Four stories of the summer
The Craig Dawson affair
The slowest, most dullest transfer ‘saga’ since Christine Bleakley went from BBC to ITV; Craig Dawson is still a Dale player, but may not be on Saturday. It seems like he’s been almost going somewhere ever since he came, that now-forgettable pre-season of twelve months ago when Rory McArdle got injured against Radcliffe Borough (there’s irony for you) and a young lad people vaguely knew from some pub in Norden got the nod. Those first few months were terrific, each performance confirming our own initial impressions – this guy Dawson… a bit special, int he?. But as his stature grew and as Manish Bhasin started to mention his name on The Football League Show with ever-increasing, pen-twiddling regularity, we knew he would be going. And ever since then it’s felt like he’s been gradually slipping away, like a college student slips away to university from the clutches of his parents. It can’t be long now; Burnley are sniffing around, anxious to steal a bargain and Ipswich Town have been lurking in the background ever since Middlesbrough went cold. Scunthorpe were told to fuck off, but then went and robbed Dagnall instead. Spurs and Fulham have “been keeping tabs” on him as Sky Sports News would put it. His list of suitors is endless. But for now he belongs with us and for that we can only be thankful. He might not be here long, so let’s enjoy it while we can, eh?
From Budapest to Balderstone
I’ve been to Budapest. I cannot imagine anyone in the world choosing to move from there to Rochdale, from the Danube to the River Roch, from the capital of an ancient empire to the capital of benefit claimants. Perhaps I’m going a bit far. But Anthony Elding (you remember him, right?) has done exactly that and swapped the beautiful surroundings of Budapest’s Ferencváros district with the dubious highlights of Cutgate. Elding is a bit of a name in lower league circles, having played for Boston, Stevenage and Kettering before hitting the biggish time with Stockport and eventually Leeds United. This could be described as his career highpoint; it didn’t work out at Leeds and soon he headed for an ill-fated couple of seasons with Crewe, being farmed out on loan to Lincoln and Kettering, again. He was released from Crewe at the end of last season and – this is where it gets odd – signed a deal with Ferencváros, of early round UEFA Cup fame. He scored 8 in 15 last season, but didn’t like the Hungarian way of life (too much paprika), so has returned to England. At 28 he’s getting on a bit, but Elding always looked a class act when playing against Dale and will provide decent competition for Akpa-Akpro and Jack Redshaw.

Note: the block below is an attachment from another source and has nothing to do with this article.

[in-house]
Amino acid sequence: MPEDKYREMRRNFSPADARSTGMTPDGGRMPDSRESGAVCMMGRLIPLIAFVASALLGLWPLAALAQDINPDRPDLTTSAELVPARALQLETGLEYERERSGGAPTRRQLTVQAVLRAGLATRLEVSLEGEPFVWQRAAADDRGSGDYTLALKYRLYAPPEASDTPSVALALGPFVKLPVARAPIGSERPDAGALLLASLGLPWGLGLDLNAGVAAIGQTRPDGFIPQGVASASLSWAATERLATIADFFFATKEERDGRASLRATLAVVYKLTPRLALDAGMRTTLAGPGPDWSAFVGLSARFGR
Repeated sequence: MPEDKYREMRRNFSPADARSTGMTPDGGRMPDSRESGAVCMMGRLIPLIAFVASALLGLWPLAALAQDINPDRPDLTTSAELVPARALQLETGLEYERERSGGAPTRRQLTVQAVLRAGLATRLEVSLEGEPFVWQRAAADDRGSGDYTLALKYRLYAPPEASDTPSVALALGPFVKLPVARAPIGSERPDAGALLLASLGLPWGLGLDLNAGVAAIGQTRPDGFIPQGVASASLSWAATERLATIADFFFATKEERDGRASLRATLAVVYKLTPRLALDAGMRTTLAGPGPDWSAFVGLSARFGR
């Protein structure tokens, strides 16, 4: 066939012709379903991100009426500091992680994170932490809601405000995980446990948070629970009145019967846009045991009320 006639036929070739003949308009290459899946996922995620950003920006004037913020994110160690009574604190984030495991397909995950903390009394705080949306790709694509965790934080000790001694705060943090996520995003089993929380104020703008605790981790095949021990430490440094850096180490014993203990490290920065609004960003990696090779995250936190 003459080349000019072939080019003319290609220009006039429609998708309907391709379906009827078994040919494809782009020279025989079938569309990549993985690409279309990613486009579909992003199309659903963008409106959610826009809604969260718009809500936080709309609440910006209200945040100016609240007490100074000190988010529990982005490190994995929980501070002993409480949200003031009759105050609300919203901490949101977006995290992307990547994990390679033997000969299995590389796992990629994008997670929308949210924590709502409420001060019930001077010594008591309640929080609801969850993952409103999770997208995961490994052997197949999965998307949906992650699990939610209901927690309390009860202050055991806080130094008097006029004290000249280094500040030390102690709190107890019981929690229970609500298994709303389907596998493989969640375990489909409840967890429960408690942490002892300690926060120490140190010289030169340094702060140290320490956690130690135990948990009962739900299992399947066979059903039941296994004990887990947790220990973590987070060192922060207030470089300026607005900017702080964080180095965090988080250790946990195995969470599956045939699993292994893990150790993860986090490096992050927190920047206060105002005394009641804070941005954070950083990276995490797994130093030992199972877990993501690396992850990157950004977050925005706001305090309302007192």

The story of them two that came from Grimsby, avoiding fish puns wherever possible
Speaking of Akpa-Akpro, his arrival and that of fellow Mariner Joe Widdowson were the first two signings of this summer; both arrived on free transfers with our goalkeeper Kenny Arthur going the other way. Ak-Ak, as Grimsby fans probably don’t call him, was born in Toulouse, and knocked around for a few years at his home town club before heading for Brest (pun very much intended). A short stop in Brussels followed before Jean-Louis jumped on the Eurostar and arrived fresh-faced at London Euston, rucksack on his back, eyes a-gleam with excitement. Then someone directed him to Cleethorpes. Two years at Grimsby Town, scoring a worrying 8 in 56, and JLAA has arrived at Spotland. It takes all sorts. Our other marine acquisition is Joe Widdowson, left-back extraordinaire and cock-a-nee through and through. He also enjoyed a two year spell at Grimsby before heading to Spotland as replacement for Tom Kennedy. Both should play on Saturday.
Just one Hornetto
That one Hornetto is Mr. Paul Ormerod, who has answered queries from flustered Dale fans about the state of Hornets finances and the Stadium Company in general. I wrote about this a couple of weeks ago. It seems that Hornets are now fully up-to-date (as of August 2nd) with the rent towards the Stadium Company and the rumours about them being massively behind on it were either entirely unsubstantiated or exaggerated (the timing of Mr. Ormerod’s statement interestingly comes after their last payment, so it seems that they had to pay the debt first to then declare that they were not in arrears). But whatever he has said (and what he has said is good news), Mr. Ormerod has not answered the question about whether or not he is still bankrolling Hornets. His silence suggests not. Watch this space.
Written by Matt Boothman on 5th August 2010.